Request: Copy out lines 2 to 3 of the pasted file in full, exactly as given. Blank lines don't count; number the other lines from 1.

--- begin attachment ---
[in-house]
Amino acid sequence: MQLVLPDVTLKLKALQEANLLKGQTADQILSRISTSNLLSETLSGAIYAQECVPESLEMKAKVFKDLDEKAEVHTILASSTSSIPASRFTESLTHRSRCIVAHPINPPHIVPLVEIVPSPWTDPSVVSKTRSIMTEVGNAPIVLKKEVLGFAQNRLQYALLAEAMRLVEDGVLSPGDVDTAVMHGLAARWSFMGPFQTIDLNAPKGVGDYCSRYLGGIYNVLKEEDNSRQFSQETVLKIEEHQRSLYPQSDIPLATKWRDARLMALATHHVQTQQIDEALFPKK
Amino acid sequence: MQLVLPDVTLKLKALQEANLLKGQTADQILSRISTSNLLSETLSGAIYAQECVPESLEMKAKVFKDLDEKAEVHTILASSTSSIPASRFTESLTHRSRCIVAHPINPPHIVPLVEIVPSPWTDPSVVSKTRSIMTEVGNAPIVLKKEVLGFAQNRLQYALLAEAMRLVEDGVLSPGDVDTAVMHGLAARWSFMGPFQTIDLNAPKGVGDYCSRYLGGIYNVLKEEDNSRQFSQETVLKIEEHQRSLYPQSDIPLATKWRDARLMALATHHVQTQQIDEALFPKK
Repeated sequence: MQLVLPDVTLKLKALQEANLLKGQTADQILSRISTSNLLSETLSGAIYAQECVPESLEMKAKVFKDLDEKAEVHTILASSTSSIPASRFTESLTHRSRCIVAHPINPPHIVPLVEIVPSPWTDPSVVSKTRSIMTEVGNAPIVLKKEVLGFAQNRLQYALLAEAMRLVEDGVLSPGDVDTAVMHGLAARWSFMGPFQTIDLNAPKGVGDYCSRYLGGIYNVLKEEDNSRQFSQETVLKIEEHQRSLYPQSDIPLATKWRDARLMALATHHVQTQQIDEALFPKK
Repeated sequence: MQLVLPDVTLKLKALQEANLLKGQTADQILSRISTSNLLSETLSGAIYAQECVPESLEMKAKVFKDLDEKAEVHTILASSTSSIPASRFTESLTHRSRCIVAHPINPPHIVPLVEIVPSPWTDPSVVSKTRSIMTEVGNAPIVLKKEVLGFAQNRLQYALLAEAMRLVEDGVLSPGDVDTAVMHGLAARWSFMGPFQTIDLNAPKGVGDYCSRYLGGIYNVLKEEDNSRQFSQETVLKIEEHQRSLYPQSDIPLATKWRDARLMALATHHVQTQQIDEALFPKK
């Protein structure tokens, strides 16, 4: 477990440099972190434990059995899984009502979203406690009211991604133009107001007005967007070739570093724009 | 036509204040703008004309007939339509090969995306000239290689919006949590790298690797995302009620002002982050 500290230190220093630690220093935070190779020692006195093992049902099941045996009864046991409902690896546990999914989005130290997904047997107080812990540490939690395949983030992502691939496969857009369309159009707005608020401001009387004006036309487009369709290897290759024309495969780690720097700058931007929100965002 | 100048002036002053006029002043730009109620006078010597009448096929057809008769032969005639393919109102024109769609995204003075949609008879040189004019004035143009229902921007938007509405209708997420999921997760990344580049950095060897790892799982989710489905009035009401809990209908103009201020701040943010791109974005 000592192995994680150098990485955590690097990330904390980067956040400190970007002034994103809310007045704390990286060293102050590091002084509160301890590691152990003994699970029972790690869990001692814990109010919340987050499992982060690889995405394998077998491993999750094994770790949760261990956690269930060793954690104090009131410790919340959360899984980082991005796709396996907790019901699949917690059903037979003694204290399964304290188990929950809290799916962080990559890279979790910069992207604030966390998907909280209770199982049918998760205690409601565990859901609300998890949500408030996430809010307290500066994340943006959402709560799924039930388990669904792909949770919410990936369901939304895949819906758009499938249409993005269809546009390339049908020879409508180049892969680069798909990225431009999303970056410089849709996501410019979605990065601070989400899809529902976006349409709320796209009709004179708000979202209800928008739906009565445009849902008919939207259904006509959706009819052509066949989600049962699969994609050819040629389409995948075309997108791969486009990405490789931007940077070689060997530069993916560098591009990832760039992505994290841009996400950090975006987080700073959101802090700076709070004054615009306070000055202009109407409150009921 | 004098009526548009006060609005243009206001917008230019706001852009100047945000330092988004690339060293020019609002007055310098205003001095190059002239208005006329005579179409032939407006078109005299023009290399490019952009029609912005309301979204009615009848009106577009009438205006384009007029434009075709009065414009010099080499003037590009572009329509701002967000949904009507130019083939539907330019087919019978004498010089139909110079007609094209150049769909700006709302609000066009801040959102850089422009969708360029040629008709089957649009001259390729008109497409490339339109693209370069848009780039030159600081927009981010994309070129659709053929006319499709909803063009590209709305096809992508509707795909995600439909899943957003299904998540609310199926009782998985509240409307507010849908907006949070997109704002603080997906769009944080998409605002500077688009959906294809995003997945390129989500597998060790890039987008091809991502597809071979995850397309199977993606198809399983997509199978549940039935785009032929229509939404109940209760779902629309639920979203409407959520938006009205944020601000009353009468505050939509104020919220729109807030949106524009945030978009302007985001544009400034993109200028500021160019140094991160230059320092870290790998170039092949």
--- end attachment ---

Amino acid sequence: MQLVLPDVTLKLKALQEANLLKGQTADQILSRISTSNLLSETLSGAIYAQECVPESLEMKAKVFKDLDEKAEVHTILASSTSSIPASRFTESLTHRSRCIVAHPINPPHIVPLVEIVPSPWTDPSVVSKTRSIMTEVGNAPIVLKKEVLGFAQNRLQYALLAEAMRLVEDGVLSPGDVDTAVMHGLAARWSFMGPFQTIDLNAPKGVGDYCSRYLGGIYNVLKEEDNSRQFSQETVLKIEEHQRSLYPQSDIPLATKWRDARLMALATHHVQTQQIDEALFPKK
Amino acid sequence: MQLVLPDVTLKLKALQEANLLKGQTADQILSRISTSNLLSETLSGAIYAQECVPESLEMKAKVFKDLDEKAEVHTILASSTSSIPASRFTESLTHRSRCIVAHPINPPHIVPLVEIVPSPWTDPSVVSKTRSIMTEVGNAPIVLKKEVLGFAQNRLQYALLAEAMRLVEDGVLSPGDVDTAVMHGLAARWSFMGPFQTIDLNAPKGVGDYCSRYLGGIYNVLKEEDNSRQFSQETVLKIEEHQRSLYPQSDIPLATKWRDARLMALATHHVQTQQIDEALFPKK